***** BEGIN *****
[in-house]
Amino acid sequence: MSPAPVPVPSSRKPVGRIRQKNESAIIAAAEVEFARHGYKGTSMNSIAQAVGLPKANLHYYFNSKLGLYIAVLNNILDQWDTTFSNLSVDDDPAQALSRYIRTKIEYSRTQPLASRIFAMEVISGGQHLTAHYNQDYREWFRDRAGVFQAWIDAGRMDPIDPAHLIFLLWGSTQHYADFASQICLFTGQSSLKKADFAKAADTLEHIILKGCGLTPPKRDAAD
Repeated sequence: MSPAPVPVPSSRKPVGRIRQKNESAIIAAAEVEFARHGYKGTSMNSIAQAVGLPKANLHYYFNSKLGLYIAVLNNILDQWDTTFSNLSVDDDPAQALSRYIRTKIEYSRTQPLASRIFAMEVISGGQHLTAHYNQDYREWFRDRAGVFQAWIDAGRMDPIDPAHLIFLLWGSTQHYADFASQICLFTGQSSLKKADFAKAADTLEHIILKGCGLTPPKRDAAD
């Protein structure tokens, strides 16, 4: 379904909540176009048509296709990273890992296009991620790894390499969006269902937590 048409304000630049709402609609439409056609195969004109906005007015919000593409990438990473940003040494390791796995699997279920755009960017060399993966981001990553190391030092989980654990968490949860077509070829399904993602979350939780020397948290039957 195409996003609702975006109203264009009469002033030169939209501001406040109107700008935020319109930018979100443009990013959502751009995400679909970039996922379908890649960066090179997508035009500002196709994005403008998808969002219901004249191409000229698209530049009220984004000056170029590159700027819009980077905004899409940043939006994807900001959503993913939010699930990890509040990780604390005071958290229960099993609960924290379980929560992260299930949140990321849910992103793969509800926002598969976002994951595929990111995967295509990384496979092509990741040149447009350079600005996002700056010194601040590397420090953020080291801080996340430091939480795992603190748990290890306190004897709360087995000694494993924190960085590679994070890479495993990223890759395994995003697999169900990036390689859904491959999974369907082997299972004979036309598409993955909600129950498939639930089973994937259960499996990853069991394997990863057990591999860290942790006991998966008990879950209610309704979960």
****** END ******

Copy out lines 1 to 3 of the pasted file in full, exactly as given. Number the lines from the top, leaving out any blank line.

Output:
[in-house]
Amino acid sequence: MSPAPVPVPSSRKPVGRIRQKNESAIIAAAEVEFARHGYKGTSMNSIAQAVGLPKANLHYYFNSKLGLYIAVLNNILDQWDTTFSNLSVDDDPAQALSRYIRTKIEYSRTQPLASRIFAMEVISGGQHLTAHYNQDYREWFRDRAGVFQAWIDAGRMDPIDPAHLIFLLWGSTQHYADFASQICLFTGQSSLKKADFAKAADTLEHIILKGCGLTPPKRDAAD
Repeated sequence: MSPAPVPVPSSRKPVGRIRQKNESAIIAAAEVEFARHGYKGTSMNSIAQAVGLPKANLHYYFNSKLGLYIAVLNNILDQWDTTFSNLSVDDDPAQALSRYIRTKIEYSRTQPLASRIFAMEVISGGQHLTAHYNQDYREWFRDRAGVFQAWIDAGRMDPIDPAHLIFLLWGSTQHYADFASQICLFTGQSSLKKADFAKAADTLEHIILKGCGLTPPKRDAAD